the real structure of the organisation in which we work.
The data to which a link (or a hot spot) refers may be very static, or
it may be temporary. In many cases at CERN information about the state
of systems is changing all the time. Hypertext allows documents to be
linked into "live" data so that every time the link is followed, the
information is retrieved. If one sacrifices portability, it is possible
so make following a link fire up a special application, so that
diagnostic programs, for example, could be linked directly into the
Discussions on Hypertext have sometimes tackled the problem of copyright
enforcement and data security. These are of secondary importance at
CERN, where information exchange is still more important than secrecy.
Authorisation and accounting systems for hypertext could conceivably be
designed which are very sophisticated, but they are not proposed here.
In cases where reference must be made to data which is in fact
protected, existing file protection systems should be sufficient.
The following are three examples of specific places in which the
proposed system would be immediately useful. There are many others.
Development Project Documentation.
The Remote procedure Call project has a skeleton description using
Enquire. Although limited, it is very useful for recording who did
what, where they are, what documents exist, etc. Also, one can keep
track of users, and can easily append any extra little bits of
information which come to hand and have nowhere else to be
put. Cross-links to other projects, and to databases which contain
information on people and documents would be very useful, and save
duplication of information.
The CERNDOC system provides the mechanics of storing and printing
documents. A linked system would allow one to browse through concepts,
documents, systems and authors, also allowing references between
documents to be stored. (Once a document had been found, the existing
machinery could be invoked to print it or display it).
The "Personal Skills Inventory".
Personal skills and experience are just the sort of thing which need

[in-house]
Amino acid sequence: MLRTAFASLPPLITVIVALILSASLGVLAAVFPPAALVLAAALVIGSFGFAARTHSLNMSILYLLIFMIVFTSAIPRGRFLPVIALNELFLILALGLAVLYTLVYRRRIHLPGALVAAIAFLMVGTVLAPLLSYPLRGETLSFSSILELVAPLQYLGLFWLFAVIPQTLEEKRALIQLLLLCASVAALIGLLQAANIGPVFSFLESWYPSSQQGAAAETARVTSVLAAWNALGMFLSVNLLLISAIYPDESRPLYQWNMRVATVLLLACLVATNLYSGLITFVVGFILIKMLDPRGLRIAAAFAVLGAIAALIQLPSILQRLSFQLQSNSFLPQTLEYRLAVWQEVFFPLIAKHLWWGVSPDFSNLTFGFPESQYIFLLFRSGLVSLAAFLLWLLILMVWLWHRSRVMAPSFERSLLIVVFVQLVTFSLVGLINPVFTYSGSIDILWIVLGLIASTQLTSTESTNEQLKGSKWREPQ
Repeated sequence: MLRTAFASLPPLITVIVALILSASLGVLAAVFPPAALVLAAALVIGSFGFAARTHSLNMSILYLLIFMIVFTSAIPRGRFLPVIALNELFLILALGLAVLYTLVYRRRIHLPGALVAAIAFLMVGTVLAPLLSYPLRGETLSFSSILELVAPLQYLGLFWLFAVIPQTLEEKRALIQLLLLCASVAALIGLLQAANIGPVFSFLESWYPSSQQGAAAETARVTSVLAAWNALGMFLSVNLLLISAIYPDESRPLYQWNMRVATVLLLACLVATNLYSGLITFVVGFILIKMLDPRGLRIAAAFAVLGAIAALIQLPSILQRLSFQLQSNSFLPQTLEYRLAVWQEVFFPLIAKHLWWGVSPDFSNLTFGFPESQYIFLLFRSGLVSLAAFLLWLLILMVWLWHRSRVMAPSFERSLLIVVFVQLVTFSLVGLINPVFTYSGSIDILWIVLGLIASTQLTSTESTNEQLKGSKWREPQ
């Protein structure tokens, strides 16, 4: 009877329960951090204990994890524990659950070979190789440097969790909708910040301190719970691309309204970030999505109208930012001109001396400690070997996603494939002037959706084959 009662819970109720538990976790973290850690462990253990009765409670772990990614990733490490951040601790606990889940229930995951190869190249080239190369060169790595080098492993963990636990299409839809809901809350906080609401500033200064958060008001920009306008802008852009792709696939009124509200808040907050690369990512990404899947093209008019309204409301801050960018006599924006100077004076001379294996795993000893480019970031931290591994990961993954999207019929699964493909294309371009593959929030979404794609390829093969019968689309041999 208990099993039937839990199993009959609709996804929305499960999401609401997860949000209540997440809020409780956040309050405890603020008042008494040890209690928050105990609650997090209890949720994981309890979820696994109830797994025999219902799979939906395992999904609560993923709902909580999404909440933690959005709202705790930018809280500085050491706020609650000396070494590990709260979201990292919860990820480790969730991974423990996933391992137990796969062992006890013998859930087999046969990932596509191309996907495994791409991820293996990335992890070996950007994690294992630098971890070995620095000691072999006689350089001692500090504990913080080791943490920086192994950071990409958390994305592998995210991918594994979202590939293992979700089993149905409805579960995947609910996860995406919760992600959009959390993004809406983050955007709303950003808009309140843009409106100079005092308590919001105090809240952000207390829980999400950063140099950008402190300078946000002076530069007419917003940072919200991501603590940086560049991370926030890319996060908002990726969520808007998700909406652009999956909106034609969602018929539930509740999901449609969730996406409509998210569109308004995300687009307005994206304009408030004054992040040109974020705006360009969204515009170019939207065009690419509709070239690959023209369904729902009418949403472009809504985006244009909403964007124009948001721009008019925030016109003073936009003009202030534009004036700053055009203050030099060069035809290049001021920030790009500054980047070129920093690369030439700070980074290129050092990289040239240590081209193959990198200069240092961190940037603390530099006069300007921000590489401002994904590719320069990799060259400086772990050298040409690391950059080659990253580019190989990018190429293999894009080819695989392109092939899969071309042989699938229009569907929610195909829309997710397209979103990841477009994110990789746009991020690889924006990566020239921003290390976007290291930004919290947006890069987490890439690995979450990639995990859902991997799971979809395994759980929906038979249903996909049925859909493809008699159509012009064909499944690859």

hypertext flexibility. People can be linked to projects they have worked
on, which in turn can be linked to particular machines, programming
The State of the Art in Hypermedia
An increasing amount of work is being done into hypermedia research at
universities and commercial research labs, and some commercial systems
have resulted. There have been two conferences, Hypertext '87 and '88,
and in Washington DC, the National Institute of Standards and Technology
(NST) hosted a workshop on standardisation in hypertext, a followup of
which will occur during 1990.
The Communications of the ACM special issue on Hypertext contains many
references to hypertext papers. A bibliography on hypertext is given in
[NIST90], and a uucp newsgroup alt.hypertext exists. I do not,
therefore, give a list here.
Much of the academic research is into the human interface side of
browsing through a complex information space. Problems addressed are
those of making navigation easy, and avoiding a feeling of being "lost
in hyperspace". Whilst the results of the research are interesting,
many users at CERN will be accessing the system using primitive
terminals, and so advanced window styles are not so important for us
Interconnection or publication?
Most systems available today use a single database. This is accessed by
many users by using a distributed file system. There are few products
which take Ted Nelson's idea of a wide "docuverse" literally by allowing
links between nodes in different databases. In order to do this, some
standardisation would be necessary. However, at the standardisation
workshop, the emphasis was on standardisation of the format for
exchangeable media, nor for networking. This is prompted by the strong
push toward publishing of hypermedia information, for example on optical
disk. There seems to be a general consensus about the abstract data
model which a hypertext system should use.
Many systems have been put together with little or no regard for
portability, unfortunately. Some others, although published, are